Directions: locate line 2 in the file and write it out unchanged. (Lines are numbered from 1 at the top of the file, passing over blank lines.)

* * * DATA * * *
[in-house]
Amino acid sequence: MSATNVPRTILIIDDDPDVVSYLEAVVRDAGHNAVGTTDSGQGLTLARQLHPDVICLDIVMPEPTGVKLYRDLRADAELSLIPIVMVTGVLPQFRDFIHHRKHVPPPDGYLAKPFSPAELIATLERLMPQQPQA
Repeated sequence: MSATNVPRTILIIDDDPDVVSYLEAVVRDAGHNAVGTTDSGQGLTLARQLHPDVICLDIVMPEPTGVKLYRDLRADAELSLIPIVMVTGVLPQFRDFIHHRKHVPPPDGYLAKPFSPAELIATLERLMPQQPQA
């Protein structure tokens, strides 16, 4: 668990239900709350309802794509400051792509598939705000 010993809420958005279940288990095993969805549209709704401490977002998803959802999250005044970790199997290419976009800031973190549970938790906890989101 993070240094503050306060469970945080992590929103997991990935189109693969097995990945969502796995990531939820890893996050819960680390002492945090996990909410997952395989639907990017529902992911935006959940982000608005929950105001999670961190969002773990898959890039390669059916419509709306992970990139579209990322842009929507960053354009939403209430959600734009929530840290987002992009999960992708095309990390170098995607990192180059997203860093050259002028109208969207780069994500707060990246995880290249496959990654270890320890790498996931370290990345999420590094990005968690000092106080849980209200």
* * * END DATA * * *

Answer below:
Amino acid sequence: MSATNVPRTILIIDDDPDVVSYLEAVVRDAGHNAVGTTDSGQGLTLARQLHPDVICLDIVMPEPTGVKLYRDLRADAELSLIPIVMVTGVLPQFRDFIHHRKHVPPPDGYLAKPFSPAELIATLERLMPQQPQA